Why I Run.

October 9, 2010 · Posted in Uncategorized 

5:45 a.m.  It’s rainy, and cold.  The alarm goes off.  On a Sunday.

Why? Why do I do this?

The short answer is, if you have to ask me why, I won’t be able to explain it to you.  I could tell you why, I’m physically able to articulate an answer.  But it won’t really explain why anyone does this.

I think the obvious answer is health, right?  We want to be fit, we want to be in shape, we don’t want to end up on The Biggest Loser clocking in at 400 lbs?  But that’s almost too simple, too easy of an out.  You can stay in shape running 5 miles, doing a few 10k’s every now and then.  Collect your Turkey Trot t-shirt and go home.

Running is much more than that, and health really doesn’t factor into it a whole lot.  At least not the physical kind anyway.

Over the years running has proved to be one of my most unforgiving teachers.  I used to think that I liked to run because it was something only I could control.  No matter what, I could go out and run.  Everything else could collapse around me but I could always just run, as far as I wanted.  Bad day?  Go run.  Fight with the girlfriend?  Go run.  Run because I could control it, because no one could tell me I couldn’t.

Until you begin to realize you had no control over it, ever.  Your legs give out.  You feel nauseous for no reason whatsoever.  Your feet kill.  And these things happen all the time.  You’re forced to re-evaluate, re-think, cut training, and regroup.  And slowly but surely, you learn patience.  It seeps out into other parts of your life, and I think that’s where the benefits really come through.  Let’s say hypothetically you lose your job in the worst financial crisis in 80 years.  You can either wallow in sorrow, curse your injury, and watch from the sidelines.  Or you can lace your shoes up again and run.  You may not run as fast right away, but you’ll keep running and eventually you’ll hit your stride.

By now I find running has become a source of patience for me.  There are several instances I have considered taking one course of action, gone on a long run, and by the time that run was over, reason had taken over my thinking.  If you can’t calm down and act more rationally after three or four hours on a run, you’re just not going to.  This helps with that whole Sicilian temper thing.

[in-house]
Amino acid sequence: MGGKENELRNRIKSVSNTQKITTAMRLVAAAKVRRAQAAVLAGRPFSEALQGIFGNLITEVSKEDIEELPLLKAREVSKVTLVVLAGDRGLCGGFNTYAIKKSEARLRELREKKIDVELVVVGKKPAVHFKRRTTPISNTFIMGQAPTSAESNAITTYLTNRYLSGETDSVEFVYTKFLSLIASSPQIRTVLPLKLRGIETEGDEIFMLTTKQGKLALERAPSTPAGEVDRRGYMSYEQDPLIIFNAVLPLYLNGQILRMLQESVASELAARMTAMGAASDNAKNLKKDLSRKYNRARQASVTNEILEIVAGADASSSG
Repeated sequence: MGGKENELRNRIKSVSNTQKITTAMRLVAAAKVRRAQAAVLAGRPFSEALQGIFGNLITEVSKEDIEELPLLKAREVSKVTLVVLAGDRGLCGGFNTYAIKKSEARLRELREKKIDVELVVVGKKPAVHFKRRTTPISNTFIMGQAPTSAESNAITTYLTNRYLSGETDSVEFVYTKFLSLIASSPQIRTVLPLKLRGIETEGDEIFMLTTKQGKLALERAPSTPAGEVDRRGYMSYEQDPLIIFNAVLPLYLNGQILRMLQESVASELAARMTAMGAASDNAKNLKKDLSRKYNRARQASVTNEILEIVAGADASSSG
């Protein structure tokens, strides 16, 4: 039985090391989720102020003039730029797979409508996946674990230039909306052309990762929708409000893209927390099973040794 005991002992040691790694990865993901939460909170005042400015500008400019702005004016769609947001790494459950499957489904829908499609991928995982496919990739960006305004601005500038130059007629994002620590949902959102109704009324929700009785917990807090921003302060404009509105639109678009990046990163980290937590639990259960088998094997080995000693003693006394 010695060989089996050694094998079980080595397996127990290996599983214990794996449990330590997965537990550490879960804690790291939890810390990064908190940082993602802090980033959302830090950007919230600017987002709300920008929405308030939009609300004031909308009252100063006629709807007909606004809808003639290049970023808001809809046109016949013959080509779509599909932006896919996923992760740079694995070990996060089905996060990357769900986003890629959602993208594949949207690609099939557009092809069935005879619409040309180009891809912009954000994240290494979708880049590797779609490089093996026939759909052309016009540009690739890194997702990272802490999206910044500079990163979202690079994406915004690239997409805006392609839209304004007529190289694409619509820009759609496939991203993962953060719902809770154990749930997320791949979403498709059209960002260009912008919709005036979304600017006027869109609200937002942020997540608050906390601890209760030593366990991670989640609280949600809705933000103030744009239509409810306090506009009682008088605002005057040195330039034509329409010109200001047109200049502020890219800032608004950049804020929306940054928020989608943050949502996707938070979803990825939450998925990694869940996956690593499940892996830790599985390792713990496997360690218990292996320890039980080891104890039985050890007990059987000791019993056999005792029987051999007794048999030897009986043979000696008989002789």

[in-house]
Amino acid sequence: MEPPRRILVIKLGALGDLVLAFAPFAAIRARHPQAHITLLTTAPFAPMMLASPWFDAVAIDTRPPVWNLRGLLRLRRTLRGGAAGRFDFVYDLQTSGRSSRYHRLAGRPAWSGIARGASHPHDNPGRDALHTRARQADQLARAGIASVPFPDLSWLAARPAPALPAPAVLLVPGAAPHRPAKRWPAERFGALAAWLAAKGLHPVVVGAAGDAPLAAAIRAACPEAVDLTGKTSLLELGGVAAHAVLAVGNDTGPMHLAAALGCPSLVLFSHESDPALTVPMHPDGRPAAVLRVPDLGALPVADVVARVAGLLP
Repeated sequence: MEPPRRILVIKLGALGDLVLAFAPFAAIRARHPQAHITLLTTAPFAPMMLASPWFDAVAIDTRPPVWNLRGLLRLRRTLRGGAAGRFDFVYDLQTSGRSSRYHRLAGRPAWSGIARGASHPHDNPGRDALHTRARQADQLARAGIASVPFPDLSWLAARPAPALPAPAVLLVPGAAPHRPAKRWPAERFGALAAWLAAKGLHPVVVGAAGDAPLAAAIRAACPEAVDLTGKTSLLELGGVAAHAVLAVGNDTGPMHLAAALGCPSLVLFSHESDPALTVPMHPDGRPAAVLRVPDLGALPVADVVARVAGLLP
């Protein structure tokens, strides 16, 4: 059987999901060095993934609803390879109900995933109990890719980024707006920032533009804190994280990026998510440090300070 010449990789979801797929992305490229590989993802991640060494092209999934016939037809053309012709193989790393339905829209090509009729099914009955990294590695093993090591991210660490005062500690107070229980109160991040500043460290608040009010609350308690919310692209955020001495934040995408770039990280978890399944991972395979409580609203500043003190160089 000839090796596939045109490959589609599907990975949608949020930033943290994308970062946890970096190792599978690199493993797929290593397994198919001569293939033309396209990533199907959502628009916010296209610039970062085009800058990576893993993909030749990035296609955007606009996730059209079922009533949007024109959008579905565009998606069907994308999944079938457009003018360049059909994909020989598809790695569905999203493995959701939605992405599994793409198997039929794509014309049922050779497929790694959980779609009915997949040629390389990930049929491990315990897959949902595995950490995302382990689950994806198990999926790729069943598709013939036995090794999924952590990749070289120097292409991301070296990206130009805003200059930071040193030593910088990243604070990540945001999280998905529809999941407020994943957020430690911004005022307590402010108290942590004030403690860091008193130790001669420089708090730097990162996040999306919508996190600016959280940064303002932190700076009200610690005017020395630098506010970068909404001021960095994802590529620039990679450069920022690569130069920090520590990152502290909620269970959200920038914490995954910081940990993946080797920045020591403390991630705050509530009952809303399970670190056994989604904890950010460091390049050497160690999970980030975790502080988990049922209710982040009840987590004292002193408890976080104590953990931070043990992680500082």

The road helps bring release too.  There’s no Twitter, no Facebook, no “Digg”-ing anything, no text messages, emails, or phone calls.  (If you’re someone who does actually bring their phone, and update Facebook, from the road, you have issues.  Stop it.)  I truly believe we all need some time to unplug from the hyper-connectivity we all experience day in and day out.

I run because I get to see things others don’t.  If you haven’t been out around the bend of the Shedd Aquarium at sunrise, and watched the city light up in a beautiful orange burst of color at least once, you have no idea what you’re missing.  Seeing what others don’t, catching a new, different glimpse of what you thought you knew is one of the best benefits to this kind of lifestyle.

Haruki Murakami writes – “In long distance running the only opponent you have to beat is yourself, the way you used to be.

Not how fast you used to run, not how quick you made it to the finish, not how strong you were.  The entire way you used to be.  Running impacts every single aspect of your life.

This quote, more than anything I’ve read or heard about running, sums up why I run.  It also sums up the way I feel about life in general.  In running, as in life, it doesn’t really matter what we do relative to those around us.  What matters is that we try, every day, to make sure we’re better than we were yesterday.  This is my personal philosophy, the way I view the challenge, nothing more.  I will never win the Chicago marathon.  I’ve accepted that, along with the fact that I may not win any race I ever enter.  I did come close with the Warrior Dash though.  (See the part about patience.)  But if my training gets better, if my time gets better, if my time stays the same but I don’t hurt so much, these are all victories to be proud of.  I’m not nor will I ever be the perfect runner, friend, brother, son, and hopefully some day husband and father.  But that doesn’t matter, because no one is.  What matters is that you don’t stop trying to be a better runner.  Not faster, quicker, stronger – just better.  I think this is a struggle a lot of distance runners come up against – through injury and bad performance it may seem like you’re not making any progress.  But on some level, as long as you take it one step at a time, you look back and realize you’ve come farther than you ever thought possible.

There are obviously a lot of reasons why I run, and why I won’t stop running.  But in the end, I run because I’m a runner, and I don’t know any better.  See you on the lakefront.

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